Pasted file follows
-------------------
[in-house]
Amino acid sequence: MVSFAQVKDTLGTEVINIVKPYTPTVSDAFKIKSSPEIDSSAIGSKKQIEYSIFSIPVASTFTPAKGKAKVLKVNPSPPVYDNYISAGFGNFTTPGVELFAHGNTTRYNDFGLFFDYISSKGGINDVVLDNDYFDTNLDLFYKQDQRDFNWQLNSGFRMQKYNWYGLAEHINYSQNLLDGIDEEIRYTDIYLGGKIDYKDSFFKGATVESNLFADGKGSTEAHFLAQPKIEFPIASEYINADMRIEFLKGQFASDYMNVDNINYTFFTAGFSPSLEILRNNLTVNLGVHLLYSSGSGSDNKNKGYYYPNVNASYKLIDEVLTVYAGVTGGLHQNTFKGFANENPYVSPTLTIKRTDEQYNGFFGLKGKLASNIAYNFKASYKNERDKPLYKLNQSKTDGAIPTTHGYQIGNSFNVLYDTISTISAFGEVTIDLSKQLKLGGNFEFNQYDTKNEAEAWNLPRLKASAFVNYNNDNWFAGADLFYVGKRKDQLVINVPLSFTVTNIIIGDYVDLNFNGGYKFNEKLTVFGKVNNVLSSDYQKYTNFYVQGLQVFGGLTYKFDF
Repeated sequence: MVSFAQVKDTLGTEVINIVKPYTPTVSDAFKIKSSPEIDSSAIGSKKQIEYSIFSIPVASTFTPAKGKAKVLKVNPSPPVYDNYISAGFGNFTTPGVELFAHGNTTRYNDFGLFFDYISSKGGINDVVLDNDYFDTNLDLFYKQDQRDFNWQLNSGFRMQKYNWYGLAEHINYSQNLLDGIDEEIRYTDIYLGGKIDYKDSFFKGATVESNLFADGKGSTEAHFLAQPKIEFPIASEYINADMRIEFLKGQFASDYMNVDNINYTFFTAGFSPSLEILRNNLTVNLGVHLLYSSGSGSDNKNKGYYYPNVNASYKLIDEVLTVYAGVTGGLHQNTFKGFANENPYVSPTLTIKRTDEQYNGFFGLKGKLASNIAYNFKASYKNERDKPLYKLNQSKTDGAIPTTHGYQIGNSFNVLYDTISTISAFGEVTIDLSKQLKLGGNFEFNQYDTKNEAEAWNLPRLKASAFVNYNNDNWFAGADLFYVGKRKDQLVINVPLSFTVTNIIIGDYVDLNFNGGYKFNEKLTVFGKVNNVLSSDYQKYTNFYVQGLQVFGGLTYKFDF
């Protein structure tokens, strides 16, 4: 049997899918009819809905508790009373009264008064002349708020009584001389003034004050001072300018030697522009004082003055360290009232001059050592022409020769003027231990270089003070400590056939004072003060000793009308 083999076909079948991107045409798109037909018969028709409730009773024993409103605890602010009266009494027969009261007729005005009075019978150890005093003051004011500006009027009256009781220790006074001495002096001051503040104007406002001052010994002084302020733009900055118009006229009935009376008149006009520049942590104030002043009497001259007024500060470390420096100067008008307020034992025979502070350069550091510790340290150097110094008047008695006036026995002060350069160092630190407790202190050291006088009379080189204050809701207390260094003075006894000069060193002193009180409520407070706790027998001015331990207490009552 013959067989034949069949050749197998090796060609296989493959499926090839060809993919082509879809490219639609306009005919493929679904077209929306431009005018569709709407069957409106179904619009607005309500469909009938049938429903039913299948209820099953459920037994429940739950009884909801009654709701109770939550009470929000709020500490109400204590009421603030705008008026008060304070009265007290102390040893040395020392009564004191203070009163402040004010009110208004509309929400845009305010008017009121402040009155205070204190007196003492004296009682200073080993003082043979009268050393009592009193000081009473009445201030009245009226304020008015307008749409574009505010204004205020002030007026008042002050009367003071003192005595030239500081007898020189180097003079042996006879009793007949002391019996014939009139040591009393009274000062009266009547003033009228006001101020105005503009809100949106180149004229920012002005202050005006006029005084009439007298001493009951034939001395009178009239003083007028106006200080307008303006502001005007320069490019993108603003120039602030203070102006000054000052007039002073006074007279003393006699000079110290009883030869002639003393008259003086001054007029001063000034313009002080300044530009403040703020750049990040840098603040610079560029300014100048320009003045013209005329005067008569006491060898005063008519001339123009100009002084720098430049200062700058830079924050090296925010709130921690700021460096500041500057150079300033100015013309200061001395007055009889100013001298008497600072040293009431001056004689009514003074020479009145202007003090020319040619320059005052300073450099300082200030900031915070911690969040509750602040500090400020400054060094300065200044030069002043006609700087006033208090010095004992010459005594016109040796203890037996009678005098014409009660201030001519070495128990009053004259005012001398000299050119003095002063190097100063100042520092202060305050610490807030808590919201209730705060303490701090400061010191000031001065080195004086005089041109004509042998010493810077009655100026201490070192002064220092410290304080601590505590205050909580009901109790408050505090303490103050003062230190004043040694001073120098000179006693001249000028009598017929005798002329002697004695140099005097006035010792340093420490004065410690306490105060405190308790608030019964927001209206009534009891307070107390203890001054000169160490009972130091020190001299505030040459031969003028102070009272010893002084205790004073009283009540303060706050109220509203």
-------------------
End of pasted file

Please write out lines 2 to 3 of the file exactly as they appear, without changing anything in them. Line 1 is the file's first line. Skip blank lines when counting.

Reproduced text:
Amino acid sequence: MVSFAQVKDTLGTEVINIVKPYTPTVSDAFKIKSSPEIDSSAIGSKKQIEYSIFSIPVASTFTPAKGKAKVLKVNPSPPVYDNYISAGFGNFTTPGVELFAHGNTTRYNDFGLFFDYISSKGGINDVVLDNDYFDTNLDLFYKQDQRDFNWQLNSGFRMQKYNWYGLAEHINYSQNLLDGIDEEIRYTDIYLGGKIDYKDSFFKGATVESNLFADGKGSTEAHFLAQPKIEFPIASEYINADMRIEFLKGQFASDYMNVDNINYTFFTAGFSPSLEILRNNLTVNLGVHLLYSSGSGSDNKNKGYYYPNVNASYKLIDEVLTVYAGVTGGLHQNTFKGFANENPYVSPTLTIKRTDEQYNGFFGLKGKLASNIAYNFKASYKNERDKPLYKLNQSKTDGAIPTTHGYQIGNSFNVLYDTISTISAFGEVTIDLSKQLKLGGNFEFNQYDTKNEAEAWNLPRLKASAFVNYNNDNWFAGADLFYVGKRKDQLVINVPLSFTVTNIIIGDYVDLNFNGGYKFNEKLTVFGKVNNVLSSDYQKYTNFYVQGLQVFGGLTYKFDF
Repeated sequence: MVSFAQVKDTLGTEVINIVKPYTPTVSDAFKIKSSPEIDSSAIGSKKQIEYSIFSIPVASTFTPAKGKAKVLKVNPSPPVYDNYISAGFGNFTTPGVELFAHGNTTRYNDFGLFFDYISSKGGINDVVLDNDYFDTNLDLFYKQDQRDFNWQLNSGFRMQKYNWYGLAEHINYSQNLLDGIDEEIRYTDIYLGGKIDYKDSFFKGATVESNLFADGKGSTEAHFLAQPKIEFPIASEYINADMRIEFLKGQFASDYMNVDNINYTFFTAGFSPSLEILRNNLTVNLGVHLLYSSGSGSDNKNKGYYYPNVNASYKLIDEVLTVYAGVTGGLHQNTFKGFANENPYVSPTLTIKRTDEQYNGFFGLKGKLASNIAYNFKASYKNERDKPLYKLNQSKTDGAIPTTHGYQIGNSFNVLYDTISTISAFGEVTIDLSKQLKLGGNFEFNQYDTKNEAEAWNLPRLKASAFVNYNNDNWFAGADLFYVGKRKDQLVINVPLSFTVTNIIIGDYVDLNFNGGYKFNEKLTVFGKVNNVLSSDYQKYTNFYVQGLQVFGGLTYKFDF